David Bowie was at his most riveting in two documentaries
You’d have to delve deep into Hollywood history to find a face as photogenic as that of the late David Bowie (he died last Sunday at the age of 69) — to the iconic faces of Greta Garbo or Louise Brooks, who presented to the world a dazzling blank beauty onto which everyone could project their desires. The difference being that Bowie himself was the one who determined what image was projected.
For that reason, perhaps he never quite registered as powerfully in feature films playing roles written by other people. He’s properly alien in Nicolas Roeg’s “The Man Who Fell to Earth” (1976), he’s charismatically undead in Tony Scott’s “The Hunger” (1983), and he takes a beating in Nagisa Ôshima’s “Merry Christmas Mr. Lawrence” (1983). But it’s when a legendary documentarian tries to uncover his soul that he seizes the screen and demonstrates his mastery of the illusion of self.
Every close-up in D.A. Pennebaker’s “Ziggy Stardust and the Spiders From Mars,” a documentary of Bowie’s 1973 performance at London’s Hammersmith Odeon Theatre, which turned out to be the last appearance of the androgynous, subversive sci-fi alias of the title, could be made into an album cover. He poses with a seductive sneer, heightened by makeup that is part courtesan, part zombie. The coppery aura of his mullet crowns eyes that are alternately reptilian and angelic. Pennebaker’s hand-held cameras pursue Bowie as he whips fans into ecstasy with such ’70s anthems as “Changes,” “Space Oddity,” and the less danceable, more ominous “My Death,” with the lyrics:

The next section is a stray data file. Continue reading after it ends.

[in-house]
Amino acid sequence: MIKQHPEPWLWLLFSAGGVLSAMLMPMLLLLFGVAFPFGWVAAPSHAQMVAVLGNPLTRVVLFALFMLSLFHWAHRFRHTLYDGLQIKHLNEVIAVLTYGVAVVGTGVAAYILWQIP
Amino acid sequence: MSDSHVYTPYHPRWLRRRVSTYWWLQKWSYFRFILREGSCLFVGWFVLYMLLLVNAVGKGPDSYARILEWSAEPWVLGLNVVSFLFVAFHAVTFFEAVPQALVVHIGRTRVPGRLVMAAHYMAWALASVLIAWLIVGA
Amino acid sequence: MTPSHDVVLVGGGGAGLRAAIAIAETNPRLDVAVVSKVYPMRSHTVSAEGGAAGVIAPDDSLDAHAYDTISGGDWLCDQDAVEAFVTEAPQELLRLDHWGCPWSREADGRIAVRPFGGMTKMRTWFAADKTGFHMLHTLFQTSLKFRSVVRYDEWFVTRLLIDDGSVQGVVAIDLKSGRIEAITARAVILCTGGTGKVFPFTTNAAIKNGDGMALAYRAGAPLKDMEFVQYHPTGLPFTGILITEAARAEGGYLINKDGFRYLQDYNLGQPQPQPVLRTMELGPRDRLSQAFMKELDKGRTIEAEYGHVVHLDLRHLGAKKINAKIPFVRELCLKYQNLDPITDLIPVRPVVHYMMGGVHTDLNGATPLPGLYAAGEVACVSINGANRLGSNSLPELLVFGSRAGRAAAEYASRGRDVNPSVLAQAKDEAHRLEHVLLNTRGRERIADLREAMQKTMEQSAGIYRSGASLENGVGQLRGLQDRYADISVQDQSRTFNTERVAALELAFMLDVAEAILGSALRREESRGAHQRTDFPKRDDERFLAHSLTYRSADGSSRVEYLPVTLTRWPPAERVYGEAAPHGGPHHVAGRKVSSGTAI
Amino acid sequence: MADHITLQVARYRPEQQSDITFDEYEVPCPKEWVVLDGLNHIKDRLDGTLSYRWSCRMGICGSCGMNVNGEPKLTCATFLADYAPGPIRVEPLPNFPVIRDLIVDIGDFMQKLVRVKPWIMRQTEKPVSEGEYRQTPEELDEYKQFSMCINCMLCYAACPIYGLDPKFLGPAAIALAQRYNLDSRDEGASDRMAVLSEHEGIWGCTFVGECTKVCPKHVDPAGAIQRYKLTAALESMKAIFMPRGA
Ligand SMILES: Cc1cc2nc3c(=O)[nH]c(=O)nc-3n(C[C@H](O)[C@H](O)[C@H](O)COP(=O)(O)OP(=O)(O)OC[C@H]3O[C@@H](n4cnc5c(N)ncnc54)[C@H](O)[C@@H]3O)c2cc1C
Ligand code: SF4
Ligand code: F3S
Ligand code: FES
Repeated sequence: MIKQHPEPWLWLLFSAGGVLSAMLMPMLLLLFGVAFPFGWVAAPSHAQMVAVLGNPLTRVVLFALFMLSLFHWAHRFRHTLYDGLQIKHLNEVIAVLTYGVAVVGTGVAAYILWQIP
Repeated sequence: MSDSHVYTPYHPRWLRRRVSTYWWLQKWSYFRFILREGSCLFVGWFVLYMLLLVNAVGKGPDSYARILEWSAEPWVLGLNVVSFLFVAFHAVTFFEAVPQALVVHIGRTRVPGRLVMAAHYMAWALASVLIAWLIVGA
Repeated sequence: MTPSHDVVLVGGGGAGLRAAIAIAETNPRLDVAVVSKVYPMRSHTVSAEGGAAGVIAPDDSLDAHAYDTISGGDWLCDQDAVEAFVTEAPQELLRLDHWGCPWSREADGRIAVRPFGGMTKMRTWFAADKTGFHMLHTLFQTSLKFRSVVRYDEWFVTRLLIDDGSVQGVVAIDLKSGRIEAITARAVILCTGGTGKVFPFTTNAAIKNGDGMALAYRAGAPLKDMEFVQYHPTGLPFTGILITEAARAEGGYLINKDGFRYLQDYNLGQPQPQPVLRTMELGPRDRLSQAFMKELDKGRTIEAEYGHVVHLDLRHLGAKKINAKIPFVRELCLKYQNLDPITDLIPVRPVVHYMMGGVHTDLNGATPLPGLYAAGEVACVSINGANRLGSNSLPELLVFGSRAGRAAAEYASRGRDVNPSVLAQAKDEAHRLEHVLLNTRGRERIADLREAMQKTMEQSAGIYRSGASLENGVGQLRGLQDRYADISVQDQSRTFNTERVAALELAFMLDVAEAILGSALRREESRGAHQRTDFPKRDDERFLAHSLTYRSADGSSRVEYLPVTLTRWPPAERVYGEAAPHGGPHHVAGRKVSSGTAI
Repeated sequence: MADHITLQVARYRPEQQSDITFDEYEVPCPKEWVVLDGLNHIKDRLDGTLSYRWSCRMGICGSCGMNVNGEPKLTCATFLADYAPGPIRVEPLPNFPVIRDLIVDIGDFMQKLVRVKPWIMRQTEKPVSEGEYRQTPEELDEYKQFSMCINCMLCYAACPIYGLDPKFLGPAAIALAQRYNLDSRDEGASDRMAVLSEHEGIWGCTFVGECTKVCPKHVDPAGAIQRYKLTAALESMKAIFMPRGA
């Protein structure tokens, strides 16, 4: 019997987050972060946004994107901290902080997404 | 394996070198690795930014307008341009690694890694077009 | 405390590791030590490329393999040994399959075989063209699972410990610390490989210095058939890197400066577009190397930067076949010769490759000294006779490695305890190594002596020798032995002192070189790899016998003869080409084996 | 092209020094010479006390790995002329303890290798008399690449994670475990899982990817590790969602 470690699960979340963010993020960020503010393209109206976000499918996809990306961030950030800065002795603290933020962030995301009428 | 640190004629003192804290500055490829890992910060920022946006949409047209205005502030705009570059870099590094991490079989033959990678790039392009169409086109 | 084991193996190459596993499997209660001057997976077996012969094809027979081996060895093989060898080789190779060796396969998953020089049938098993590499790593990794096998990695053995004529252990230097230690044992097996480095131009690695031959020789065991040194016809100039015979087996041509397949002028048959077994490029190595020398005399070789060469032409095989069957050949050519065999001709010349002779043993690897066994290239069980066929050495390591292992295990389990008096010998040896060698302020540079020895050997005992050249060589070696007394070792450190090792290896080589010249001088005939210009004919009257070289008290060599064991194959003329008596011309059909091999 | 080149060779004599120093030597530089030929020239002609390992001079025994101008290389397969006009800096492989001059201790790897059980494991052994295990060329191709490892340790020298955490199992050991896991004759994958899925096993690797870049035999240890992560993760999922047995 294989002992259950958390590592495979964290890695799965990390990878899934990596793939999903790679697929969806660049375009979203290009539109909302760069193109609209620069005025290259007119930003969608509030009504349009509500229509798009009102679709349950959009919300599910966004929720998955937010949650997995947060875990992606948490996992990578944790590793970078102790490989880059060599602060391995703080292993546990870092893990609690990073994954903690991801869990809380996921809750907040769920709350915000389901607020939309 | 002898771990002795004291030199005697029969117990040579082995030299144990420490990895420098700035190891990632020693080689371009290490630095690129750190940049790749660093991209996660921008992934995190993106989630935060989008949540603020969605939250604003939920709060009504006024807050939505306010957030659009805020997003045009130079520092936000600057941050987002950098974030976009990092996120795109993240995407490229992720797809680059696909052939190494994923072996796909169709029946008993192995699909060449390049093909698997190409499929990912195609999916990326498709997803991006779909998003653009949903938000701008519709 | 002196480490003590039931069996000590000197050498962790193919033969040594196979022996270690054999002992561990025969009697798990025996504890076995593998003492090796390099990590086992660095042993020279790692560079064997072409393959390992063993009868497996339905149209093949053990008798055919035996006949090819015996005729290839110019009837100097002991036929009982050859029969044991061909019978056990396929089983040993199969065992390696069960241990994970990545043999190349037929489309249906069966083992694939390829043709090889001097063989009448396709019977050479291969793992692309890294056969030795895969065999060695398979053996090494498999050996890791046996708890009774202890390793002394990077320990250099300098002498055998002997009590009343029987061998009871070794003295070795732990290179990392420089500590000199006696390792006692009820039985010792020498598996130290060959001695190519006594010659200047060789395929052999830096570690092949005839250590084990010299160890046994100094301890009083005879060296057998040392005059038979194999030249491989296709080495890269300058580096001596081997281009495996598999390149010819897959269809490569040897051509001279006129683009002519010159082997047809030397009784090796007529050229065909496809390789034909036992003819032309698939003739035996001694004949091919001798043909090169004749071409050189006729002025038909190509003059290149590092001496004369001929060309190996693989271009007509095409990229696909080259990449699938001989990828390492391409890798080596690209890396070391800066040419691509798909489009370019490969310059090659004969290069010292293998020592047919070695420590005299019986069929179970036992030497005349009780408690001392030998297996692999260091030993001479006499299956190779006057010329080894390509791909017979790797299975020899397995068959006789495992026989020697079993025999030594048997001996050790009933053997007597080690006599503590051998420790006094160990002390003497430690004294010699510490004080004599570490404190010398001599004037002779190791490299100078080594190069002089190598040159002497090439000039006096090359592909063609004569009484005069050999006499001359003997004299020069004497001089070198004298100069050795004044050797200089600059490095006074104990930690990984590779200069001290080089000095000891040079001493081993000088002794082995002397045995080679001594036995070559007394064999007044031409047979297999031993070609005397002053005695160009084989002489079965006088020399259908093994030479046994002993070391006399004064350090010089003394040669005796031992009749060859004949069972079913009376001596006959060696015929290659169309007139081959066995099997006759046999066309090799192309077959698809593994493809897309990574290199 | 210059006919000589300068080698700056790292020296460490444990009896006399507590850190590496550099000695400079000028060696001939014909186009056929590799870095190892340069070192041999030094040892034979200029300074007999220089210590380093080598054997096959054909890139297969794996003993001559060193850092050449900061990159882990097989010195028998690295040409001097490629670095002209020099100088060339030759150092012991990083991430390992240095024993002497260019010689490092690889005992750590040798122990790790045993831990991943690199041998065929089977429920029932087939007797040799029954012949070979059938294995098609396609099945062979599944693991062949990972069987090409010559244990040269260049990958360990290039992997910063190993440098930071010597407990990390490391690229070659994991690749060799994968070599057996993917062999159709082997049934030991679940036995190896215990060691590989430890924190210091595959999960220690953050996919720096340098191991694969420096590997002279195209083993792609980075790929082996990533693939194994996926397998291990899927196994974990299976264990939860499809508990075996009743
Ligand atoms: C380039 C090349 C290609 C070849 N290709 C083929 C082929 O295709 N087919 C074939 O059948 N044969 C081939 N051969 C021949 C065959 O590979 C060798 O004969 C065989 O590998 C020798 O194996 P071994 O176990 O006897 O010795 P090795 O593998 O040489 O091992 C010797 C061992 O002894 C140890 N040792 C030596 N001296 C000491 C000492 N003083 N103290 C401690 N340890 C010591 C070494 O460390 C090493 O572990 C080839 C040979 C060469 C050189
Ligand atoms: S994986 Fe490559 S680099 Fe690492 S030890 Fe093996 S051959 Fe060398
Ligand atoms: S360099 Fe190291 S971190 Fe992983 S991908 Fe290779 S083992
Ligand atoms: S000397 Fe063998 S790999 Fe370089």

My death waits like an old roué
So confident, I’ll go his way
Whistle to him and the passing time.
Unlike in Pennebaker’s “Dont Look Back” (1967), an account of Bob Dylan’s 1965 British tour, there’s no downtime in hotel rooms or limos where Bowie can relax and just be himself (when Dylan does this, he is even more of an enigma). Instead, everything is performance, and Pennebaker’s camera is caught up in the whirlwind of the music, the taunting striptease of wardrobe and personae. Before each costume change, the screen goes black and Bowie is back in the dressing room, where assistants take off one Ziggy carapace, revealing the pale pupa of his scrawny body, and replace it with another.
At the end of the show, Bowie surprises everyone, Pennebaker included, by announcing that this has been a very special appearance for himself and the band, because it will be their last performance ever. In fact, though, he was shedding Ziggy, only to be reborn in a series of new avatars, each a harbinger of the zeitgeist to come.
Francis Whately’s documentary “David Bowie: Five Years” (2013) takes up where Pennebaker left off, highlighting five key years in Bowie’s career between 1971 and 1983, from the Thin White Duke to a healthy, beefed-up Bowie who handles a press conference like Tom Brady. A more conventional profile, it features interviews with Bowie and his collaborators, who discuss the creative process behind songs like “Golden Years,” “Let’s Dance,” and the anthem that might be the truest portrait of the artist, “Heroes.”